How the Instagram Algorithm REALLY works

When Instagram changed their feed from a chronological one to an algorithm based one in 2016, the reasoning was so that the user could see the accounts that matter to them. 

Instagram is focused on the USER. 

But that left a lot of influencers scrambling to figure out how to get their content seen by their followers. Before the change, you had just as much chance at being seen as an account larger than you. ( For example: if an account followed you and you had 10 followers and another had 500,000, if you posted first, that account would see you first because the timeline was chronological).

Now, Instagram’s algorithm is based primarily on YOU. Your history, your likes, your interactions.

How the Algorithm Works

The algorithm is actually a series of algorithms - basically mathematical formulas that analyze your behavior in the app and use this info to show you posts that you will like. This system works throughout the app, including search, explore, hashtags and the accounts it recommends that you follow.  

The results is that some posts get more “exposure” than others based on how interesting the algorithm views them as. If the algorithm decides that your post is not interesting, then that post can become basically invisible on your follower’s feeds. 



Because Instagram’s main goal is always to keep users on the account as long as humanly possible. 


Things that influence the algorithm

The first key to understanding and working with the algorithm is to understand what the algorithm is looking at and why.  

Instagram is looking for  'Quality and relevance.'

The goal is to place posts that each individual user is most likely to enjoy at the top of their feeds. 

Instagram is also using all of those demographics that you fill out when you sign up for an account to good use. Like a post about babies would do well for women who like other posts about children. But not so well for a teenage boy who basically likes fast car photos. 

Remember the last module when we talked about knowing who your audience is? THIS is why!!

 So what things do we KNOW that we can do to get our content seen, shared and engaged with?

  • Engagement within the first minutes the post is published. How popular your post is with the people who are first shown it in their timeline or Explore - in terms of likes, comments, saves, shares and clicks.
  • How old the post is. Newer content is seen as more relevant, so as the hours pass, your post is shown to fewer and fewer accounts.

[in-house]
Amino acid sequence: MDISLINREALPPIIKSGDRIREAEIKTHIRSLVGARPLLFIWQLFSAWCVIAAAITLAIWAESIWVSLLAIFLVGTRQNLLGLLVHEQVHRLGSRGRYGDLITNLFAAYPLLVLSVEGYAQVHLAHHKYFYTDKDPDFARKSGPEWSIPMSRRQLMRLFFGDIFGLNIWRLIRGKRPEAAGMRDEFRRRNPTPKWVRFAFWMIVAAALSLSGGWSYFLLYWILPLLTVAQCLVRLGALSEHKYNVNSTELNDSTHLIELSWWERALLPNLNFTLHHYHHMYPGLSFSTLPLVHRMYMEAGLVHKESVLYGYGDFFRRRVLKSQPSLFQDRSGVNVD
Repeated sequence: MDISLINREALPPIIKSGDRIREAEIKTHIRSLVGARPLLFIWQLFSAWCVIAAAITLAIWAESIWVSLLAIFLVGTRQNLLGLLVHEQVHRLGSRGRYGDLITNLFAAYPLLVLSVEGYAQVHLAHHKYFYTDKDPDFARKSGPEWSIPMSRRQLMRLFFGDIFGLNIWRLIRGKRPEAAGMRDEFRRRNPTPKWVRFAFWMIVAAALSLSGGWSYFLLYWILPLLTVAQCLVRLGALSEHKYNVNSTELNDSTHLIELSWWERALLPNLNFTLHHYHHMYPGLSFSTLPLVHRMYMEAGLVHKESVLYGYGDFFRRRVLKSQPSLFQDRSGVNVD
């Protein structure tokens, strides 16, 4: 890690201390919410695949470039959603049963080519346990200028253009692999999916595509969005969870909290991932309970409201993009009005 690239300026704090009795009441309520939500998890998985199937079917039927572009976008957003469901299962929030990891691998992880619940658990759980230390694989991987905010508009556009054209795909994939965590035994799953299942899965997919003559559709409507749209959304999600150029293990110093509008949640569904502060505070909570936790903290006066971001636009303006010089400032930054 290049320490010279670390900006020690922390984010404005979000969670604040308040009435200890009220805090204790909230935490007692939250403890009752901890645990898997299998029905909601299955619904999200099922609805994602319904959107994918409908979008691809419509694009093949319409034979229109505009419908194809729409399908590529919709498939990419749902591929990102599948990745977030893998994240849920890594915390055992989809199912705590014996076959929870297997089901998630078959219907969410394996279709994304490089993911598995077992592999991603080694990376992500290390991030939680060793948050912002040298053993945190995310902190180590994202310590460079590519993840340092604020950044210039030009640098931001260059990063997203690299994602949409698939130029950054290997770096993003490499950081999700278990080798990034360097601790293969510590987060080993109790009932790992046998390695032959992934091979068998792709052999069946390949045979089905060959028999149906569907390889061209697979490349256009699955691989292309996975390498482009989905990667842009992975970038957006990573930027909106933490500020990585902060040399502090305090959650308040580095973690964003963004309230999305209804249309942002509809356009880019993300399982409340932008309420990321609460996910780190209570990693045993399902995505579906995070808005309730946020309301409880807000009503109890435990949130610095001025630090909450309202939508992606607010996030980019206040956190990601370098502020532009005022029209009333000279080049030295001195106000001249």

• Your account stats. This includes things like: how many DMs did you get today? How many comments have you had within the last 24 hours on your posts? How many clicks, follows, unfollows, emails? How active have you been?
  • The Users’ account stats. Do they check the app often? How often have they engaged with your content before? How recently? Yesterday? Last Week? How many of their friends have seen your posts? Did they search for you? Have they ever saved one of your posts?  
  • Percentage of followers who are inactive/spam accounts. A larger number of inactive followers means an increased risk that your photo won't be seen. If the algorithm initially shows 10% of your following your image, and half of them aren't genuine, you're immediately at a disadvantage.
  • Performance of past postsIf you've recently had several posts perform really well to a group ( say moms) Instagram will expose you more to that group.

  • Time spend on post/profile/stories. People who spend a lot of time on your post pages, or on posts similar to yours, are more likely to be shown your posts.
  • Visual data. Instagram uses DNN (deep neural network) technology to try and digitally 'read' a photo and get an idea of what's shown. It can spot faces, colors, patterns, shapes.  
  • Meta data. This is all the data contained within your photographs, as recorded by your camera - when it was taken, where, what sort of camera you used, how you edited it.  

  • Number of clicks. It seems that as important as actual engagement in the first hour is the number of actual clicks. This might be he number of people who see your post on Explore or a Hashtag grid and click through from there - without reading the caption or knowing who posted it. This sort of engagement suggests a photograph is genuinely interesting, and is much more difficult to fake or buy.
  • "Authentic communication". Facebook already does this, prioritizing posts they see as informative or entertaining above all else. The same is happening on the gram with posts using the hashtags like #sponsored or #ad being suppressed by the algorithm.  
  • Time spent by viewers on post. The longer you keep them looking/reading, the more sure IG is that a post is genuine.
  • Your engagement with others. Instagram makes judgements about what you post based on what content you interact with. If you like a lot of posts about beauty, Instagram assumes you post about beauty too. If you however post about Travel, that can get confusing for the algorithm. 
  • Captions, tags, @-mentions, location tagsAll clues to help the algorithm understand what you're sharing.
  • Which hashtags are used. Who else frequently uses these tags, how these tags overlap, how often the same tag is used.

So what does it mean?

Remember, Instagram thinks that it is helping you. Trying to find out what your post is about and then showing it to people who will most likely like it. If they like it, it then shows it to even more people. If that audience doesn’t respond like Instagram thinks they will, it stops showing the post. Basically, Instagram gives up. 

This is where we come in. Our job, is to give Instagram as many prompts as possible about what your account is about and who to show your posts to.